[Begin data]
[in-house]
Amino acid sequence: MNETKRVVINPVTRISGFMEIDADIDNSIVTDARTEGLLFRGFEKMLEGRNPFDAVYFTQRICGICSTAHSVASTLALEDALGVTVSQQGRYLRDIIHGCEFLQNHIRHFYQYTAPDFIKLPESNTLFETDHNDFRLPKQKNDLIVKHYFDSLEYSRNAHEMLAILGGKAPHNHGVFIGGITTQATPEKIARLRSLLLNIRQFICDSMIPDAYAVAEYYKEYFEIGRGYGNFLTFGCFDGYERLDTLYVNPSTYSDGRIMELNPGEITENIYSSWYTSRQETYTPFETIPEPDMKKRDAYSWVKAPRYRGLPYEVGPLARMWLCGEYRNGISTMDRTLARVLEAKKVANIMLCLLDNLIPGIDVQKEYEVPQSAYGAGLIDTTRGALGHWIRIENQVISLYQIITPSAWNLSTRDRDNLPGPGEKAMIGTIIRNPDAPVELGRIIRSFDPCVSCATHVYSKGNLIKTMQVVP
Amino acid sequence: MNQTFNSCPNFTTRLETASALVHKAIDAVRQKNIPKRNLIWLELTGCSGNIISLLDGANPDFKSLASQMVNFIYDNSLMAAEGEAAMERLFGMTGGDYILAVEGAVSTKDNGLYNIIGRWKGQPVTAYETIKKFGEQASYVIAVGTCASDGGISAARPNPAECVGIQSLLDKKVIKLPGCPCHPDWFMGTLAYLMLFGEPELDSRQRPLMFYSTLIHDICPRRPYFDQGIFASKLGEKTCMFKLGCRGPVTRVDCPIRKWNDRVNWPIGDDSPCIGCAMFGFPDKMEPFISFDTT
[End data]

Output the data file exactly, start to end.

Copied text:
[in-house]
Amino acid sequence: MNETKRVVINPVTRISGFMEIDADIDNSIVTDARTEGLLFRGFEKMLEGRNPFDAVYFTQRICGICSTAHSVASTLALEDALGVTVSQQGRYLRDIIHGCEFLQNHIRHFYQYTAPDFIKLPESNTLFETDHNDFRLPKQKNDLIVKHYFDSLEYSRNAHEMLAILGGKAPHNHGVFIGGITTQATPEKIARLRSLLLNIRQFICDSMIPDAYAVAEYYKEYFEIGRGYGNFLTFGCFDGYERLDTLYVNPSTYSDGRIMELNPGEITENIYSSWYTSRQETYTPFETIPEPDMKKRDAYSWVKAPRYRGLPYEVGPLARMWLCGEYRNGISTMDRTLARVLEAKKVANIMLCLLDNLIPGIDVQKEYEVPQSAYGAGLIDTTRGALGHWIRIENQVISLYQIITPSAWNLSTRDRDNLPGPGEKAMIGTIIRNPDAPVELGRIIRSFDPCVSCATHVYSKGNLIKTMQVVP
Amino acid sequence: MNQTFNSCPNFTTRLETASALVHKAIDAVRQKNIPKRNLIWLELTGCSGNIISLLDGANPDFKSLASQMVNFIYDNSLMAAEGEAAMERLFGMTGGDYILAVEGAVSTKDNGLYNIIGRWKGQPVTAYETIKKFGEQASYVIAVGTCASDGGISAARPNPAECVGIQSLLDKKVIKLPGCPCHPDWFMGTLAYLMLFGEPELDSRQRPLMFYSTLIHDICPRRPYFDQGIFASKLGEKTCMFKLGCRGPVTRVDCPIRKWNDRVNWPIGDDSPCIGCAMFGFPDKMEPFISFDTT